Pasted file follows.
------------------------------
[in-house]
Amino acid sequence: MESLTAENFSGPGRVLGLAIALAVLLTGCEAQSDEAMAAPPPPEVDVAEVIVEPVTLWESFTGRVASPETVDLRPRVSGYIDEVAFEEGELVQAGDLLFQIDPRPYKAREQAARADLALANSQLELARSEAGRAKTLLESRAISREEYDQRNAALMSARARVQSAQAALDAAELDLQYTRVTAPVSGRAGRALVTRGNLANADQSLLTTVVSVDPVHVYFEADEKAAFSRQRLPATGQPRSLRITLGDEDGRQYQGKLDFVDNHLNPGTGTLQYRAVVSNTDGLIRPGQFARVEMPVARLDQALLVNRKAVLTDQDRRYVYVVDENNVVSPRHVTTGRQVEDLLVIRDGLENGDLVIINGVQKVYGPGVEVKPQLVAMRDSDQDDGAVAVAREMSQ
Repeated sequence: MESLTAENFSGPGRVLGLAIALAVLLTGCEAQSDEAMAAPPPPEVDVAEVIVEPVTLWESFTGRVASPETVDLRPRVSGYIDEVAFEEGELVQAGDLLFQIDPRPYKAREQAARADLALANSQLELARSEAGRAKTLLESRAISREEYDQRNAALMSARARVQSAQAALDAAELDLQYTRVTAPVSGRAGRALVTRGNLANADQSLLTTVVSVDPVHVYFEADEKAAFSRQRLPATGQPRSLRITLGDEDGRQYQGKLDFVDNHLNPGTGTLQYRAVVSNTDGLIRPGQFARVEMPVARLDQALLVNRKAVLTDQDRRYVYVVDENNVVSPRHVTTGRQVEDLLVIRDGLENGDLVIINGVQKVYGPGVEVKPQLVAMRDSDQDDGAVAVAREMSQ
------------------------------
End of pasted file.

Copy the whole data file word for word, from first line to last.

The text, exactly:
[in-house]
Amino acid sequence: MESLTAENFSGPGRVLGLAIALAVLLTGCEAQSDEAMAAPPPPEVDVAEVIVEPVTLWESFTGRVASPETVDLRPRVSGYIDEVAFEEGELVQAGDLLFQIDPRPYKAREQAARADLALANSQLELARSEAGRAKTLLESRAISREEYDQRNAALMSARARVQSAQAALDAAELDLQYTRVTAPVSGRAGRALVTRGNLANADQSLLTTVVSVDPVHVYFEADEKAAFSRQRLPATGQPRSLRITLGDEDGRQYQGKLDFVDNHLNPGTGTLQYRAVVSNTDGLIRPGQFARVEMPVARLDQALLVNRKAVLTDQDRRYVYVVDENNVVSPRHVTTGRQVEDLLVIRDGLENGDLVIINGVQKVYGPGVEVKPQLVAMRDSDQDDGAVAVAREMSQ
Repeated sequence: MESLTAENFSGPGRVLGLAIALAVLLTGCEAQSDEAMAAPPPPEVDVAEVIVEPVTLWESFTGRVASPETVDLRPRVSGYIDEVAFEEGELVQAGDLLFQIDPRPYKAREQAARADLALANSQLELARSEAGRAKTLLESRAISREEYDQRNAALMSARARVQSAQAALDAAELDLQYTRVTAPVSGRAGRALVTRGNLANADQSLLTTVVSVDPVHVYFEADEKAAFSRQRLPATGQPRSLRITLGDEDGRQYQGKLDFVDNHLNPGTGTLQYRAVVSNTDGLIRPGQFARVEMPVARLDQALLVNRKAVLTDQDRRYVYVVDENNVVSPRHVTTGRQVEDLLVIRDGLENGDLVIINGVQKVYGPGVEVKPQLVAMRDSDQDDGAVAVAREMSQ